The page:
Saturday, September 17, 2016

What makes a monster?

Traps, monsters and treasure.  The big three of fantasy roleplaying.

Today I’m going to talk about Monsters. In full disclosure this was heavily inspired by another blog I’d read some time ago, and if I can ever find the article I’ll edit this and give credit where credit is due.

The quintessential monster of fantasy lore is the Dragon.  You don’t even have to look beyond the title of the world’s most famous roleplaying game, Dungeons and Dragons, to find them.  Why is this, perhaps because they are the combination of all the things primal man most feared in a predator. 
Combine the tearing claws of a Jaguar, the needle teeth of a wolf, the armored hide of a lizard, the ability to fly and strike from above like a raptor, a gigantic size that would make man’s tools seem feeble, and above all an inherent ability to produce on of the most amazing things to primitive man- fire.  The dragon is not only the sum of everything we fear, but greater than each of its individual parts. 
It is the culmination of the fear of a mighty predator.  This is different than fear of death in battle by another human being.  Because unlike being killed in combat by man where death is the end, in combat vs. a dragon death is just the end of your life.  This is followed by being eaten, chewed up, digested, and eventually being no more than a pile of dung.  

You might ask, so what?  You’re still dead at the end.  Physiologically it does two things.  One is that it is a reminder that we are not on the top of the food chain in a fantasy setting.  The second is that there isn’t much reasoning with a predator.  Sure there might be some dialog as a precursor, be it a dragon, vampire or other intelligent foe, but this is more akin to a cat playing with a mouse from their point of view.
This is the primary motive I like to have for my monsters.  With the starting point of humans=food I go from there.  I am more concerned about this than I am about is the monster “evil” 

Then there is alien intelligence.  Again this motive may be thought of as evil, but the point isn’t about food. However generally the outcome is the same or worse as they creature is making decisions completely out of line with the world it is existing in. A creature whose very nature cannot be comprehended by the human mind and drives others to madness is a threat to the PCs and the surrounding area, even if its very nature is that of a docile herbivore.  A creature with a hive mind that expects the humans it encounters to be part of a hive mind as well. These can be just as much a threat and a horror to the characters as one that means them to be food, but for completely different reasons.  The players don’t have to ever find out the “logic” behind the actions, and sometimes this is for the best as it keep mystery for both the characters and the players.  (As often I have found once a player identifies a pattern of behavior or reasoning for a monster it is far less frightening or interesting).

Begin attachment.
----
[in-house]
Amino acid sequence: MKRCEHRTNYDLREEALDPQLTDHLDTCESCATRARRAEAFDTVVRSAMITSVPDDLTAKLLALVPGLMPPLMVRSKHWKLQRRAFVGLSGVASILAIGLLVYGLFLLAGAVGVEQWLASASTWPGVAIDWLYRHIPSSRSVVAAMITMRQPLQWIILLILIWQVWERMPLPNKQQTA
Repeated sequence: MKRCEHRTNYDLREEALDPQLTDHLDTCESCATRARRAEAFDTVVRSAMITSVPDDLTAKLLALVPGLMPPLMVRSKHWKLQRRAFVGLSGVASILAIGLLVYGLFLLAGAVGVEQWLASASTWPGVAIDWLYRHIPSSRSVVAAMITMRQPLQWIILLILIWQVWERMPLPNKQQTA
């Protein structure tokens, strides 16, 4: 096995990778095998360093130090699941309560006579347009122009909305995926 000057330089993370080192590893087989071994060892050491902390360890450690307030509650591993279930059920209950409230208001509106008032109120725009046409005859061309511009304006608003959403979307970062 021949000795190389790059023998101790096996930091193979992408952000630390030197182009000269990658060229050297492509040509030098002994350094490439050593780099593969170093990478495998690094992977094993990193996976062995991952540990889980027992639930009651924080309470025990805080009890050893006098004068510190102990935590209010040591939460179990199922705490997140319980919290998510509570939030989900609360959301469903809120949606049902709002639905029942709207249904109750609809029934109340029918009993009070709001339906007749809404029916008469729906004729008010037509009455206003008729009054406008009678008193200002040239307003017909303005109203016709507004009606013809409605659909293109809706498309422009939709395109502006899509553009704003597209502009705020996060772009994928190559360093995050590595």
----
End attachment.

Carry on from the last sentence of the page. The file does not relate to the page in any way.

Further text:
So what about evil monsters then?  Surely some actions of monsters from the predator motive above are considered evil, and there is some cross over in the choices they make- but these are more an offshoot of thinking of the PCs and other denizens of the world as food at some level.  I tend to relegate evil to the peer group of the players.  In most games this means other humans/demi-humans but may extend out if we are playing vampires/werewolves or things traditionally thought of as ‘monsters’ (thank you World of Darkness).  At any rate, evil is a conscious choice by individuals to exploit others for personal gain. 

The thing I have never cared for is the civilizing of monsters. The most common version of this I have found is the “noble orc” stereotype.  Making them an extreme warrior culture or so forth that is general just “misunderstood”.   If I want to have that in my games I can just make another human culture.  We do pretty good at misunderstanding each other already, or finding reasons to hate and fight each other even when we do understand each othe


  1. Curious then. How would you identify Smaug? He's one of my more favorite villains/ dragons because, by my interpretation, he is evil for amusement, and looks at food as a side benefit to his love of being cruel rather than primary motivator.

  2. I agree that Smaug’s prime motivator wasn’t food, but Smaug would I feel still fits under the category as monster as predator. Being an intelligent monster he has many other surface motives- his love of gold, and as you say evil for amusement, he doesn’t lament or gloat over the taste of man or dwarf flesh. However, his position of arrogance comes from his position of power on top of the mountain, as the supreme predator in the area. He is so confident in his position that food is not a primary motivator. While we can attribute many evil characteristics to him (and many other monsters) I think this is akin to a cat playing with a mouse. The cat may choose to eat the mouse, kill it for entertainment, or just let it escape because it is board. If the cat was hungry though, the mouse would have just been eaten, and not even played with. The choice though is the cat’s, not the mouse’s. The people of Dale were afraid of Smaug because they realized their position as the mouse in the relationship.